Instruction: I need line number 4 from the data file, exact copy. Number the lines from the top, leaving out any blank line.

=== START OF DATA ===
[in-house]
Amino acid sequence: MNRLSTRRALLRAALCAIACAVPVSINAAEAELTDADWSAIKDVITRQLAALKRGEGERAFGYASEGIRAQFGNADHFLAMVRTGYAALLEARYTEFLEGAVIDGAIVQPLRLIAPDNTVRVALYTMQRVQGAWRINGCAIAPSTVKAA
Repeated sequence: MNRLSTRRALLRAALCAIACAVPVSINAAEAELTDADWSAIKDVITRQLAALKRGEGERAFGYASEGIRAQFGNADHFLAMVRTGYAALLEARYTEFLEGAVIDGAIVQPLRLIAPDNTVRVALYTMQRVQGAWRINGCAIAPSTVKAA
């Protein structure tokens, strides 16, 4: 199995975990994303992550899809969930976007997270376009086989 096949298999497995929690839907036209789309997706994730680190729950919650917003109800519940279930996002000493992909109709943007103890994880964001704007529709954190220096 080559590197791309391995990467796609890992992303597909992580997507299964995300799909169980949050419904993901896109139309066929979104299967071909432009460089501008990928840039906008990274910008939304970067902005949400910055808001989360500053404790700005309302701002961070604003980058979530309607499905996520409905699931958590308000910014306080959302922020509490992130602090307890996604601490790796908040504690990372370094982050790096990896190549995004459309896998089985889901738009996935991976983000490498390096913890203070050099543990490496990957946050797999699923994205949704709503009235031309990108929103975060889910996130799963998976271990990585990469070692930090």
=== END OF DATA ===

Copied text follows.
């Protein structure tokens, strides 16, 4: 199995975990994303992550899809969930976007997270376009086989 096949298999497995929690839907036209789309997706994730680190729950919650917003109800519940279930996002000493992909109709943007103890994880964001704007529709954190220096 080559590197791309391995990467796609890992992303597909992580997507299964995300799909169980949050419904993901896109139309066929979104299967071909432009460089501008990928840039906008990274910008939304970067902005949400910055808001989360500053404790700005309302701002961070604003980058979530309607499905996520409905699931958590308000910014306080959302922020509490992130602090307890996604601490790796908040504690990372370094982050790096990896190549995004459309896998089985889901738009996935991976983000490498390096913890203070050099543990490496990957946050797999699923994205949704709503009235031309990108929103975060889910996130799963998976271990990585990469070692930090």